Jaburg Wilk


Arizona Prop 206 Upheld by Arizona Supreme Court

Categories: Employment, Blog

AZ Prop 206 Requires paid time off

Paid Sick Time Off is Required by Arizona Employers

Some employers were taking the "wait and see" approach with Prop 206 due to the legal challenge filed by the Arizona Chamber of Commerce. The waiting is now over. On March 15, 2017, the Arizona Supreme Court voted unanimously to uphold Prop 206. In other words, Prop 206 is here to stay, and employers need to comply or face serious consequences.

Prop 206, in a nutshell, raises the Arizona minimum wage and requires employers to give employees a certain amount of Paid Sick Time Off ("PSTO") for a broad range of qualifying healthcare and legal reasons.   Employers must have an appropriate PSTO policy that complies with the new law before it becomes effective on July 1, 2017. If they don't, they face serious consequences - including having to pay their employees two times the PSTO that should have been given to them, if the employee were to hire a lawyer and sue there is a mandatory award of attorney fees, as well as fines and penalties.  Additionally, if the Department of Labor finds out that an employer doesn't have a policy in place on July 1, 2017 it may conduct an audit of all of the employer's records and practices.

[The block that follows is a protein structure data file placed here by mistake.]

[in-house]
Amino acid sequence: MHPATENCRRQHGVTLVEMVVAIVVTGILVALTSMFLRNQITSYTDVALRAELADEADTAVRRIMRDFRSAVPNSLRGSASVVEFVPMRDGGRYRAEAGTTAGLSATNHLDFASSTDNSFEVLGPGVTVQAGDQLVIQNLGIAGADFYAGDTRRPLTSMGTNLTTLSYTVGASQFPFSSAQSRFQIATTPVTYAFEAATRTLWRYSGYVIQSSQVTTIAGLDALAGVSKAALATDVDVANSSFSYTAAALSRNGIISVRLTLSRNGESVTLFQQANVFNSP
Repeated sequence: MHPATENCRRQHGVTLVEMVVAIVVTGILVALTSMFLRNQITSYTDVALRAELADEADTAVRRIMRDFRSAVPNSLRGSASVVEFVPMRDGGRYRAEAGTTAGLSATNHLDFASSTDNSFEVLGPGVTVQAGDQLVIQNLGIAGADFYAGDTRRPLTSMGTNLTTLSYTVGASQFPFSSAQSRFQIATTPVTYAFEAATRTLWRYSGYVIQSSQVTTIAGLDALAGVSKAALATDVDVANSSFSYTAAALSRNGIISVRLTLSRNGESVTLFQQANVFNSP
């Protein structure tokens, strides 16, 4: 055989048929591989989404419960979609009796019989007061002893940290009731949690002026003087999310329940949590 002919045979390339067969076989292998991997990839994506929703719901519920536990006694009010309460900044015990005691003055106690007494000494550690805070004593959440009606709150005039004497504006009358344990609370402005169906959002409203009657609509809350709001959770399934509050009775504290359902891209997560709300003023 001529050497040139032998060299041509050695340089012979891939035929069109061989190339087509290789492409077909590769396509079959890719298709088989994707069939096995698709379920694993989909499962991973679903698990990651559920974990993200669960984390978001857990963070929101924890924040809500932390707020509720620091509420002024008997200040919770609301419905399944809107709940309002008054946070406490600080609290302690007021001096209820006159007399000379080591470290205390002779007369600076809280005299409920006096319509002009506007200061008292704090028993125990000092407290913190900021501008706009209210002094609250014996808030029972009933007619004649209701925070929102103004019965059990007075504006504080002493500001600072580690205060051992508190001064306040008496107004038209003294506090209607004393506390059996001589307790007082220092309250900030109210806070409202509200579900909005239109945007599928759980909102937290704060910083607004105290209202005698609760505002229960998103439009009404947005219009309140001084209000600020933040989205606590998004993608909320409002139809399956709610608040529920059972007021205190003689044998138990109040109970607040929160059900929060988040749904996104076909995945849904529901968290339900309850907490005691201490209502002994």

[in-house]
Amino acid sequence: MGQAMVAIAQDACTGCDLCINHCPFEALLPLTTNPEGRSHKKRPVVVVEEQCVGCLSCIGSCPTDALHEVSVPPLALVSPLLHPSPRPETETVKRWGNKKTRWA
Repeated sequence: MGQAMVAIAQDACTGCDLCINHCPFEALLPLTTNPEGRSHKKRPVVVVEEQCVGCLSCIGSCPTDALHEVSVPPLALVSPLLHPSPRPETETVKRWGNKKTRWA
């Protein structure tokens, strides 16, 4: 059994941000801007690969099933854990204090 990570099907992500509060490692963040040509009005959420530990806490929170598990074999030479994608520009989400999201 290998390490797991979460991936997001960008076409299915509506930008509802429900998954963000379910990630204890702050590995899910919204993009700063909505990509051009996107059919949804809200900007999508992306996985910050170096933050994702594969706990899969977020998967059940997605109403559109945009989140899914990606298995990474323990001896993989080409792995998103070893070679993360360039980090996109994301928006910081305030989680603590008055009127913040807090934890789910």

PSTO Policy: Next Steps

Employers should engage legal counsel to prepare a PSTO policy.  That policy needs to be implemented on or before July 1, 2017. They should also ensure that their payroll department understands its obligations. If an employer uses a payroll company, the employer will want to make arrangements with that company to ensure a smooth transition.

Jaburg Wilk has drafted PSTO policies for several different employers that comply with Prop 206 and have advised them on best practices for complying with the new law which is complicated and nuanced.   To learn more about obligations of Arizona employers under the new law.  We will continue to provide updates on PSTO compliance.

About the author: Jeffrey Silence is an employment law attorney at Jaburg Wilk. He helps employers with challenging employment law issues including employee handbooks and policies.